Saturday, November 27

What it takes to put on ‘High School Musical’

By Betsy Reason

About 50 Noblesville High School cast members are singing and dancing to the songs they grew up with.

Another 25 production crew members, dressed in black, are handling backstage tasks, from moving set pieces between dance scenes, to helping with makeup and costumes.

Two NHS teachers, five music students and a recent NHS grad are performing the production’s live music in the orchestra pit.

A former NHS Singer and grad who went on to design shows and rides for Walt Disney World and Universal Studios and operated a theater company in Orlando, Fla., is doing all of the choreography.

A NHS student who was cast as a pianist at East High actually is playing the piano in her role.

And the whirring sound of a sewing machine is heard from the back of the auditorium as the seamstress mom of past NHS students is busy finishing last-minute costumes.

These were the scenes from weekend dress rehearsals on tech Saturday in preparation for opening night Thursday of the NHS fall musical, “High School Musical.”

“We, for sure, have a show. Thank goodness with these crazy times … It’s been a struggle … We’re really thankful to have been able to put one on this year,” new NHS assistant choir director Shannan (O’Dowd) Masten said after school on Monday during one of the show’s final dress rehearsals.

NHS is bringing to life Disney’s 2007 hit musical, from Music Theatre International, based on the 2006 hit Disney Channel movie featuring Troy, Gabriella, Sharpay and Ryan and all of the students and teachers of East High who deal with the issues of first love, friends and family while balancing their classes and extracurricular activities.

The NHS musical is on stage at 7 p.m. Thursday, Friday and Saturday, and at 2 p.m. Saturday in the NHS Auditorium. Tickets are still available, with special pricing for middle-school students and senior citizens at the matinee.

“The cast is awesome. These kids are all kids who wanted to be here,” Masten said. “…They’re all dedicated, super-emotionally Lauren attached to each other and the show at this point.”

That’s because “it’s a story they’re all familiar with,” she said. “It’s been fun to put together. And thank goodness everything is coming together.”

The students know the music well, being that the movie came out in 2006, the year that most of the musical’s sophomores, including my daughter, were born.

While most of the main characters — Anna Schlueter as Gabriella, Rohn as Sharpay and Aaron Krent as Ryan, Maddie Durst as Taylor (as well as Laura Wertz as Ms. Darbus and Dominic Jones as Coach Bolton) — are seniors, the lead male characters, Troy, is played by junior Maddux Morrison, and Chad is played by junior Aidan Johnston. Also, freshmen Nicholas Sizelove plays Jack Scott and Nolan Campbell plays Ripper.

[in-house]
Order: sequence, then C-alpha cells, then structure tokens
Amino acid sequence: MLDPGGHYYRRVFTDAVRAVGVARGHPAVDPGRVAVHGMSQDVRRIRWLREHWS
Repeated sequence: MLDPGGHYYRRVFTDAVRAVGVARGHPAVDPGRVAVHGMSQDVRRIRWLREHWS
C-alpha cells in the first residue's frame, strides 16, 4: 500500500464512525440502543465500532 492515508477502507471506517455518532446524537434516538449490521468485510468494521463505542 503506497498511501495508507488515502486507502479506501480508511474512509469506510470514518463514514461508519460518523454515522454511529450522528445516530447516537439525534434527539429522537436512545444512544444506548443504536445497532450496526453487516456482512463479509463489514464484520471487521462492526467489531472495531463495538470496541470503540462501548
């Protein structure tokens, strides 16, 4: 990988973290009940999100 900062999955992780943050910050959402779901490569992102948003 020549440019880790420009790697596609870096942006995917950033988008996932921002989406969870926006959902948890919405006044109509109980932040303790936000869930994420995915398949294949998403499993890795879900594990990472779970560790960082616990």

Of all of the cast members, it’s most interesting how real-life pianist NHS senior Kari Verdeyen was perfectly cast into the role of songwriter and East High pianist Kelsi Neilson. Verdeyen plays the piano on stage in her role.

“It’s ironic that she is so good at piano because she ended up being perfect for that role,” Masten said. “It has made the show so much more realistic that she’s able to play piano on stage. That’s been awesome.”

Other musically talented folks include the “High School Musical” Pit Players, David Hartman, NHS orchestra director and guitar teacher David Hartman, on guitar 2; NHS piano teacher Carrie Caine on piano, NHS students Madolyn Jarrett and Abby Gibbons on keyboard 2, Brett Lush on bass, 2020 NHS grad Aidan Board on drum set, Ella Feliciano on percussion and Sam Johnson on guitar 1.

“The band started working through our music together at the beginning of October,” Hartman said. They had a sitzprobe (rehearsal where the singers sing with the orchestra) on Nov. 6 and have been playing in the auditorium’s orchestra pit Monday through Saturday beginning Nov. 8.

“This musical came together for the band fairly smoothly and has been fun for me to direct and play a guitar part,” Hartman said on Monday. It’s his 30th year at NHS and for this performance, he is director of the Pit Band.

Masten said, “If you have the talent available and the funding, to be able to do it, by all means, you should always have a live pit. Hartman is ridiculously talented … It helps that they’re familiar with the music, but they’re also so good.”